Around 1.46 lakh people were killed in road accidents in India last year and globally. Road traffic injury is the number one killer of adolescents aged 15-17. In terms ofnumbers, India has more road accidents deaths than anywhere else in the world. One person dies in a road accident every four minutes. Not just that, according to the National Crime Records Bureau (NCRB), the number of pedestrian deaths in road accidents in the country rose to 7,088 in 2015 from 6,690 . India accounts for one-fifth of global deaths due to road accidents with over 20 million hospitalised each year.In 2017, over 1.5 lakh people were killed in nearly 5 lakh road accidents across the country, which means on an average 17 people die every hour in India in road accidents.

This problem can only be reduced with strict rules and regulations regarding motor vehicle and the drivers . Our country needs is stringent penalties on road and traffic violations, streamlining the procedure regarding registration of vehicles and issuing of driving licenses.

Quality of roads, which has a huge impact on safety, has seen a marked improvement over the years. But quality and safety are still very much works in progress and India cannot afford to take its eyes off the road.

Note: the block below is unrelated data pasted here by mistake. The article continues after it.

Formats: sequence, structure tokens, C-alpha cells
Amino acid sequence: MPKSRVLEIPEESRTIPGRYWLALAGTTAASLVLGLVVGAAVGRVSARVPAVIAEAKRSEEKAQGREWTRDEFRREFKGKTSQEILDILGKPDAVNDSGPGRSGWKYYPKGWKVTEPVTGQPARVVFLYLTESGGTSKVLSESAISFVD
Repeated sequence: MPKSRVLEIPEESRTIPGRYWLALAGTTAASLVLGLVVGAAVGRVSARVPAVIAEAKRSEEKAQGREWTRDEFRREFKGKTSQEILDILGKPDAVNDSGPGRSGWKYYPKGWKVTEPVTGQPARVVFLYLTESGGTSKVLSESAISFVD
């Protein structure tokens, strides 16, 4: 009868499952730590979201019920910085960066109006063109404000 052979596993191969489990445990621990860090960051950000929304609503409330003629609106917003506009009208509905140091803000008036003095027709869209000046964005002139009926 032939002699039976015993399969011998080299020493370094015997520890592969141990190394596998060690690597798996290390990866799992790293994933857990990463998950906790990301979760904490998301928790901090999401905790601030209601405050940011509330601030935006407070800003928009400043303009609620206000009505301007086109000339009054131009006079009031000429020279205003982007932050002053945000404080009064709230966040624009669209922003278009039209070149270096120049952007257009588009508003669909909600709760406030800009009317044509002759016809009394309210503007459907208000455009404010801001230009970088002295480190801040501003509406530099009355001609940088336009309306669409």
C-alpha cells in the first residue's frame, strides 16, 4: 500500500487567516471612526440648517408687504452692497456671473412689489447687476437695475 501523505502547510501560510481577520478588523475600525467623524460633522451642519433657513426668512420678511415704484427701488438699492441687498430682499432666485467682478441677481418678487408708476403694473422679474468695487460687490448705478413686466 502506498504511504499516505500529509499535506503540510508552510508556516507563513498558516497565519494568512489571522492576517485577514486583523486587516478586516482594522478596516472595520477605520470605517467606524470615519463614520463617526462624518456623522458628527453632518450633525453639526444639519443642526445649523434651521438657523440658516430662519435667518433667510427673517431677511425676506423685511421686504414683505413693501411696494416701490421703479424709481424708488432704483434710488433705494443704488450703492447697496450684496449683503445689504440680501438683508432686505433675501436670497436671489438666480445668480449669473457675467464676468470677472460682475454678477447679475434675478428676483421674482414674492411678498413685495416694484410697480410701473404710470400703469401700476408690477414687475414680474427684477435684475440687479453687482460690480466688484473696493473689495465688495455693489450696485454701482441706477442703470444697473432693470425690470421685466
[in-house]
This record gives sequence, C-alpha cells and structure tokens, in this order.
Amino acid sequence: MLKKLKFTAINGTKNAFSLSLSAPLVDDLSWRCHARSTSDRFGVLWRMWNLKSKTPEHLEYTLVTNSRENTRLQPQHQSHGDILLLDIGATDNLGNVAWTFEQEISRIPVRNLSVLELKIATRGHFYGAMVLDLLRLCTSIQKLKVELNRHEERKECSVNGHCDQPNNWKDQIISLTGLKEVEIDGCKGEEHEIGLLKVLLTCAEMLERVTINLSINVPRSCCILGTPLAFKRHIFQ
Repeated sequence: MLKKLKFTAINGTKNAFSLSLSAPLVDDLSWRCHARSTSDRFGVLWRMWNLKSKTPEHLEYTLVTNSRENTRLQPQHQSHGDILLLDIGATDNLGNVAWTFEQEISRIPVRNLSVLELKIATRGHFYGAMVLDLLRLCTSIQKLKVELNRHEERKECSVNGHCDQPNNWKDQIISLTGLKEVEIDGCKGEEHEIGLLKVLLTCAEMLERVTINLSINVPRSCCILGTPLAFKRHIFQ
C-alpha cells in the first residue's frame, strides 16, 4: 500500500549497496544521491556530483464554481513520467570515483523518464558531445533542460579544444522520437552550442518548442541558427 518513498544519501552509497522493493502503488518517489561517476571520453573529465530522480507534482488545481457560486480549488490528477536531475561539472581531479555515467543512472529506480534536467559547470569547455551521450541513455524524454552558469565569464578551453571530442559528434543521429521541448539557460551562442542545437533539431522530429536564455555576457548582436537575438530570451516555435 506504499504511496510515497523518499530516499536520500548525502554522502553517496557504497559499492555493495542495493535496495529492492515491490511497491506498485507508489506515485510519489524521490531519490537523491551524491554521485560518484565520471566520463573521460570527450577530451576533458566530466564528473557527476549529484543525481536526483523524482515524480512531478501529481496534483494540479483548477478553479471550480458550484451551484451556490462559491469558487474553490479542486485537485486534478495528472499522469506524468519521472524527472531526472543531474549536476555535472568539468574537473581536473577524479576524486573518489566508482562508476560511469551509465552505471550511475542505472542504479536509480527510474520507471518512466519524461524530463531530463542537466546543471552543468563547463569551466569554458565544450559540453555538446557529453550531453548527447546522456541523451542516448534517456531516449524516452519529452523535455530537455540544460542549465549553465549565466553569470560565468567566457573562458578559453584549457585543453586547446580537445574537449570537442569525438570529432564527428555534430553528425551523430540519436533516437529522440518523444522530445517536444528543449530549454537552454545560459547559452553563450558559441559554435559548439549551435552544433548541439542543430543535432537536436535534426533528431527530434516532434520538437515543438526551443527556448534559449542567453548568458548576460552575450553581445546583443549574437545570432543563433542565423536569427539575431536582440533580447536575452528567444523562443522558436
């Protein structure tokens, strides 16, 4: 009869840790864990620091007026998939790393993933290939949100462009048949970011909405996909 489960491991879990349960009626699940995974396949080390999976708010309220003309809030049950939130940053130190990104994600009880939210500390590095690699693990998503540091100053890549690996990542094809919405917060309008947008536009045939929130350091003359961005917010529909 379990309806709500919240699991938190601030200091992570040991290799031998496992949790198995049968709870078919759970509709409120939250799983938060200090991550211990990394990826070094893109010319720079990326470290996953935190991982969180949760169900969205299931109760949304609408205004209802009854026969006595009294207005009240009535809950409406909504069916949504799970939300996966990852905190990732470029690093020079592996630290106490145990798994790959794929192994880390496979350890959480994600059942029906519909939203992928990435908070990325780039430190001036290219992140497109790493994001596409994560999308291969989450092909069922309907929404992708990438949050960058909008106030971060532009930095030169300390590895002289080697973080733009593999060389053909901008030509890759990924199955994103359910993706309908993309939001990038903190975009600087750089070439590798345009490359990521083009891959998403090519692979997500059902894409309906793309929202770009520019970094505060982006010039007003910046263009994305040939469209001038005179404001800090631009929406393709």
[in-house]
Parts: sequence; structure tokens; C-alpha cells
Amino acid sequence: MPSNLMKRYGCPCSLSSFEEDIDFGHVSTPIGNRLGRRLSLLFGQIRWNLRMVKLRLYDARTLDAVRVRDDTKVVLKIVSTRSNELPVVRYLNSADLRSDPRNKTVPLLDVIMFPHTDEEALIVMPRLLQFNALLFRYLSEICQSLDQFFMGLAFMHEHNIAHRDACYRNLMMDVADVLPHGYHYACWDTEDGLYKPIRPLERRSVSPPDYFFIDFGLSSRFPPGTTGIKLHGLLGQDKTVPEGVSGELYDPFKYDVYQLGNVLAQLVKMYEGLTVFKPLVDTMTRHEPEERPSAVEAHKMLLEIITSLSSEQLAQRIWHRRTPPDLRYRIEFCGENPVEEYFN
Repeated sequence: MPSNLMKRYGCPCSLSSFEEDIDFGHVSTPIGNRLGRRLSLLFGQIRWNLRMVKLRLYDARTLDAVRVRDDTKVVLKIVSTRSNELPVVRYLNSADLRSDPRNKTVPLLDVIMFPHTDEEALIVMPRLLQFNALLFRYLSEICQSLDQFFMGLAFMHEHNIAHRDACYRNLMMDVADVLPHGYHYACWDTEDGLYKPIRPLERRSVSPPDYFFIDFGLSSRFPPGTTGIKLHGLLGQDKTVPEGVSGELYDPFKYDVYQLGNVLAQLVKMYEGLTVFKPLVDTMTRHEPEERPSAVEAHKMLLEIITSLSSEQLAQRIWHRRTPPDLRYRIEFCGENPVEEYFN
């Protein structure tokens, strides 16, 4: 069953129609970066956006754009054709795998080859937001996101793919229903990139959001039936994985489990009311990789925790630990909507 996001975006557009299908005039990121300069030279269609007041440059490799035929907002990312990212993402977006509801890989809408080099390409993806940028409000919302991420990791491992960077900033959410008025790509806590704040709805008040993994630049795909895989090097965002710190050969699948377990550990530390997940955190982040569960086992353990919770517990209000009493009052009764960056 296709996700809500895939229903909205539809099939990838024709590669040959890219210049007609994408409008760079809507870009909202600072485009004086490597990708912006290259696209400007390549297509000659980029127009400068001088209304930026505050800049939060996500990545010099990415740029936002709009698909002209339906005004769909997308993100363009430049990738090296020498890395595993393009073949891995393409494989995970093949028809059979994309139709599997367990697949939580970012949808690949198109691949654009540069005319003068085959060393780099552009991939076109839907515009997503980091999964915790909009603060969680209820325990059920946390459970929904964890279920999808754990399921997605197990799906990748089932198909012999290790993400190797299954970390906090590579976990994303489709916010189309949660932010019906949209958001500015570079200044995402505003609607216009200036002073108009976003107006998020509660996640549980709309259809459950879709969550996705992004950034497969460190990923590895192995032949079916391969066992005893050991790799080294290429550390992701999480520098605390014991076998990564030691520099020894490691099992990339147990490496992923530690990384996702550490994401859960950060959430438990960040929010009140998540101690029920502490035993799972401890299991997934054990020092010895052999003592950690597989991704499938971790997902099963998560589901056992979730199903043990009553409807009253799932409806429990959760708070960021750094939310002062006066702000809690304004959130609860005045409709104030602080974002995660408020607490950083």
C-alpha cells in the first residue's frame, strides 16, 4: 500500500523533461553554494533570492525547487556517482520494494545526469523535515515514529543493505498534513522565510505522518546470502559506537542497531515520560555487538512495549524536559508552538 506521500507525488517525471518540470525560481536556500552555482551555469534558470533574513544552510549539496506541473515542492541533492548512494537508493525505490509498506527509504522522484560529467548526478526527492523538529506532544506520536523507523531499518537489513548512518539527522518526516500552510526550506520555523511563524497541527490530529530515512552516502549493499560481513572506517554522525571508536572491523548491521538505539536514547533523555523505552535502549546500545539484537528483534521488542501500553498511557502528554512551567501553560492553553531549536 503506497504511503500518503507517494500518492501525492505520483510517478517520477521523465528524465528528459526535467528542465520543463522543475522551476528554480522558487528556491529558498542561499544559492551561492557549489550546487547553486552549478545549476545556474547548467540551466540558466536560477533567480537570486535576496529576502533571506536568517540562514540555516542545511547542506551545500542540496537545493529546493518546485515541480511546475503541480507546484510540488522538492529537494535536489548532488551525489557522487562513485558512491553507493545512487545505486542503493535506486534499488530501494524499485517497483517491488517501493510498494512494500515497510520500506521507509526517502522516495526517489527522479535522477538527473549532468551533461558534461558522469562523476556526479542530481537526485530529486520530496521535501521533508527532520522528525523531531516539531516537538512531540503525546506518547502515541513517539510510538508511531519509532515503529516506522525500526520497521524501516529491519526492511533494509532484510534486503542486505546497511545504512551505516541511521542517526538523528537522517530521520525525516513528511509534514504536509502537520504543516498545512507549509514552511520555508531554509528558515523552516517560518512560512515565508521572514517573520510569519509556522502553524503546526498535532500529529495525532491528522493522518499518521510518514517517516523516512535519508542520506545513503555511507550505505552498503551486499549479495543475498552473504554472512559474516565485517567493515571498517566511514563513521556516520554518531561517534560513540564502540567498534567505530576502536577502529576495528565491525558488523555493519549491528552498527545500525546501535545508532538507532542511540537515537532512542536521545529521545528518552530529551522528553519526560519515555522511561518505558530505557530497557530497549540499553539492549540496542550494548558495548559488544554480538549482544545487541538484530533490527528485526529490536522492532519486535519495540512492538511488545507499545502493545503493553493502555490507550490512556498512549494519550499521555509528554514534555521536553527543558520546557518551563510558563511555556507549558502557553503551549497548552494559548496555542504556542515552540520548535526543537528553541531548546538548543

India, despite having around 230 million registered vehicles, does not have a national road safety policy. The only legislation to deal with road safety is the Motor Vehicles Act, 1988. An amendment was proposed to the law to ensure children’s safety while commuting, increase penalties in line with inflation, ensure liability of road contractors, digitise the licensing system and to recall old vehicles that do not adhere to safety norms. Along with that India is also a signatory to the 2015 United Nations Brasilia declaration, which aims to cut road traffic deaths and injuries by half by 2020.

However all these rules and regulation will only have its full impact if the citizens of this country follow them honestly . One reason for bad driving habits is that most people do not go through formal driving lessons before getting a licence. Getting riders to wear helmets and those travelling by car to wear seat belts, simple as they may seem, has proved to be challenging.

Most of India’s roads do not benefit the fastest-growing major economy and way too many people lose their lives in accidents. But there are certainly signs of change and hope of the better .